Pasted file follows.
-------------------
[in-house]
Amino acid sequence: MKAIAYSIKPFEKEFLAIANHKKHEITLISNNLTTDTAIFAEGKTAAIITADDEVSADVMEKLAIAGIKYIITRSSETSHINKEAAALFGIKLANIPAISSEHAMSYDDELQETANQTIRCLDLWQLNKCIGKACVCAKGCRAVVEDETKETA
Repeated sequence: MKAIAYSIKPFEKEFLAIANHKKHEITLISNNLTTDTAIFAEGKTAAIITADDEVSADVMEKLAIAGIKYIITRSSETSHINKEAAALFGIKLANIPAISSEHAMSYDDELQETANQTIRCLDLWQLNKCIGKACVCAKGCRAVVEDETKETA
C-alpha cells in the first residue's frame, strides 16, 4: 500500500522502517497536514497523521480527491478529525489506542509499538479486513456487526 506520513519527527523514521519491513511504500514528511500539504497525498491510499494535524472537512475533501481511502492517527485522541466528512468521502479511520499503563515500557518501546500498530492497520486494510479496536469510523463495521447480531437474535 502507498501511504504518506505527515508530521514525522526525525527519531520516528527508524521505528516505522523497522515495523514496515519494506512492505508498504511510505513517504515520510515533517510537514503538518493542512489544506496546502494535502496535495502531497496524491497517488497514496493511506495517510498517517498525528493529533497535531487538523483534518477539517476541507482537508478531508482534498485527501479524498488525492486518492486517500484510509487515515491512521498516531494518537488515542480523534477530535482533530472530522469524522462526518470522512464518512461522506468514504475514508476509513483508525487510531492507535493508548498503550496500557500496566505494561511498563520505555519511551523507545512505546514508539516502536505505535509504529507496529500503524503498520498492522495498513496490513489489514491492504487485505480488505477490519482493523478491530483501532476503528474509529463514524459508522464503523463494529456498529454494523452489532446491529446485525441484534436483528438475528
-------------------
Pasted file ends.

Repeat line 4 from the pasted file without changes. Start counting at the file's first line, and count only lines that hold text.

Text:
C-alpha cells in the first residue's frame, strides 16, 4: 500500500522502517497536514497523521480527491478529525489506542509499538479486513456487526 506520513519527527523514521519491513511504500514528511500539504497525498491510499494535524472537512475533501481511502492517527485522541466528512468521502479511520499503563515500557518501546500498530492497520486494510479496536469510523463495521447480531437474535 502507498501511504504518506505527515508530521514525522526525525527519531520516528527508524521505528516505522523497522515495523514496515519494506512492505508498504511510505513517504515520510515533517510537514503538518493542512489544506496546502494535502496535495502531497496524491497517488497514496493511506495517510498517517498525528493529533497535531487538523483534518477539517476541507482537508478531508482534498485527501479524498488525492486518492486517500484510509487515515491512521498516531494518537488515542480523534477530535482533530472530522469524522462526518470522512464518512461522506468514504475514508476509513483508525487510531492507535493508548498503550496500557500496566505494561511498563520505555519511551523507545512505546514508539516502536505505535509504529507496529500503524503498520498492522495498513496490513489489514491492504487485505480488505477490519482493523478491530483501532476503528474509529463514524459508522464503523463494529456498529454494523452489532446491529446485525441484534436483528438475528